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Susan Elliott Brown
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When someone hears I recently completed a Ph.D. program in English with a focus in creative writing (poetry), I know what the next question will be: “So, are you going to teach?” No, I’m not. Hear me out. I’m not going to teach because I already have a job I love where I get to be creative and write for a living. Last year, while working as a freelance proofreader for an advertising agency, I discovered that lots of talented writers worked there. As the proofer, I got to see tons of different projects they worked on, from print advertisements to video scripts to website copy. Until I saw advertising copy writing in action, I never considered the advertising industry as a place I could land. I stumbled upon this field, but I found a place I could flex my creative muscles from nine to five and still have time and energy to write poetry in my off time. Plus, I never have to grade papers. I hate grading papers. While writing for advertising and writing poetry certainly require different approaches, the two disciplines actually have much more in common than I ever thought they would. You have to get the audience’s attention. Right away. In my experience reading for and/or editing several literary journals, I found that the first three to five lines of a poem were particularly crucial. When you’ve got a stack of hundreds of submissions to go through, you’re looking to be blown away at the beginning of a poem—something that makes you stop and say, “Wow, this poem is up to something.” If an editor isn’t on board with the poem from the opening lines, it’s going to be increasingly difficult to get them to come along for the ride later in the poem. Poet Alexis Rhone Fancher worked in advertising for several years as a copywriter and a sales executive. “The headline, like the poem’s title, has to draw you in,” Fancher said. “Writing ad copy taught me to be succinct, economical with words, and to focus on impact—the poem that moves you, the ad you can’t get out of your head.” In advertising, this initial hook is sometimes called the “three-second get.” Stephanie Naman, Vice President/Creative Director at Luckie & Company and founder of the Auntie Venom blog, finds that there is a “general resistance to both advertising and poetry,” but for different reasons. While poetry can be perceived as “dense and impenetrable,” she says, audiences can interpret ads as “talking down to them,” which compounds the need to get the audience’s attention immediately. Therefore, one of a copywriter’s (and also a poet’s) greatest challenges is “finding ways to win over an inherently resistant audience,” Naman said. Every word matters. Part of what makes poetry so special is the careful consideration given to each word and its placement in a line. And the line itself, of course. All of this is also true of advertising copy. Space is limited, and you’ve got a... Continue reading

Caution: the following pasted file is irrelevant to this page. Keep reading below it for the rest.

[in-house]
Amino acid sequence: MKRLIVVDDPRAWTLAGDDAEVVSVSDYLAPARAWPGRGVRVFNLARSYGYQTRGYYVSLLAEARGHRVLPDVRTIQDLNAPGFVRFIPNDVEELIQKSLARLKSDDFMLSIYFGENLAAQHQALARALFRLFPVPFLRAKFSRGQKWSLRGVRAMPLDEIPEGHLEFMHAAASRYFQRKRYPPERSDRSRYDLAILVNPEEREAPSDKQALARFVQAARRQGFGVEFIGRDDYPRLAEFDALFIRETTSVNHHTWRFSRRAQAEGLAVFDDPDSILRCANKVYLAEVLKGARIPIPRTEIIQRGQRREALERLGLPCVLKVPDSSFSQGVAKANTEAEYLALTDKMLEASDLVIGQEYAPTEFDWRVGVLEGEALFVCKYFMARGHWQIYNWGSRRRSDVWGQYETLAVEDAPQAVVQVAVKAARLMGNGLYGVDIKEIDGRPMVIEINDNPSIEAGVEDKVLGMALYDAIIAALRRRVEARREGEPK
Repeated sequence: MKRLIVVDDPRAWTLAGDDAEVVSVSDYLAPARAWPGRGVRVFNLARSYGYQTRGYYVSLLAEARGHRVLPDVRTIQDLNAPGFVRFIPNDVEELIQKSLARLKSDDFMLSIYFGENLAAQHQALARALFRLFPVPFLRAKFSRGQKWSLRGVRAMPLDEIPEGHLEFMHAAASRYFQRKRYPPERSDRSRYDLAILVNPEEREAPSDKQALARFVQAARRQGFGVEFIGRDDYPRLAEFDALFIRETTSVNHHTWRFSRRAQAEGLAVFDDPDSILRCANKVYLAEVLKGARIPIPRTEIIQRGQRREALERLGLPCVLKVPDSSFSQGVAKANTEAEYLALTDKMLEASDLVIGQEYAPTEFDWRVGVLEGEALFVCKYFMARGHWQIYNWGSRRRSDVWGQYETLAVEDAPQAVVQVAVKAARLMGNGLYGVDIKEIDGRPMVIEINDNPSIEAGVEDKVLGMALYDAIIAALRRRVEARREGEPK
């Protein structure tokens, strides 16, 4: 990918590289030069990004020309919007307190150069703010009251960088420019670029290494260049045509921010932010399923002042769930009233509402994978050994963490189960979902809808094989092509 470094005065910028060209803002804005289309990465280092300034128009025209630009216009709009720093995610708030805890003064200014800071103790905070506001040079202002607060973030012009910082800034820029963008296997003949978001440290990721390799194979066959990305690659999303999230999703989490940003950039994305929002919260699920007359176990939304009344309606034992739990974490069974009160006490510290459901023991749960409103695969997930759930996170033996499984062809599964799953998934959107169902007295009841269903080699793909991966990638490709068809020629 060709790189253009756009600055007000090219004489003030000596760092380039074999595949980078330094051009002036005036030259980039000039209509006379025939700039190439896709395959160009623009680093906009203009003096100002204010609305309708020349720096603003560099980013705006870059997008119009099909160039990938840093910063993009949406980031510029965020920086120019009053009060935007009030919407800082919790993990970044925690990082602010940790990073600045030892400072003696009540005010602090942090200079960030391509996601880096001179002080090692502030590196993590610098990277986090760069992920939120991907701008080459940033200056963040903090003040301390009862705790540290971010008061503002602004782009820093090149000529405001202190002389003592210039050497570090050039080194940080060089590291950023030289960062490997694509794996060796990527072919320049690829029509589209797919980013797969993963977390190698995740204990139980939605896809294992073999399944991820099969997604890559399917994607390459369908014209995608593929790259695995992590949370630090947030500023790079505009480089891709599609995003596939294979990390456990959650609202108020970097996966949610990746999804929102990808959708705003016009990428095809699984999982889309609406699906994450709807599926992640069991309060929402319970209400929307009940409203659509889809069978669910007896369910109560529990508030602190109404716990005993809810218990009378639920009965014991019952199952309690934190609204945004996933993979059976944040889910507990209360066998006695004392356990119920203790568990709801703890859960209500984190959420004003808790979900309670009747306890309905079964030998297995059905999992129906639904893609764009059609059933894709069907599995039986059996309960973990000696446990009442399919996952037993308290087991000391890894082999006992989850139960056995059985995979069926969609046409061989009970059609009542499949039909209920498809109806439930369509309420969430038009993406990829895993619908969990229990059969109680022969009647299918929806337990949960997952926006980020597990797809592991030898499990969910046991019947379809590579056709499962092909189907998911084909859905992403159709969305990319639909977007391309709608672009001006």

Posted Feb 10, 2017 at The Best American Poetry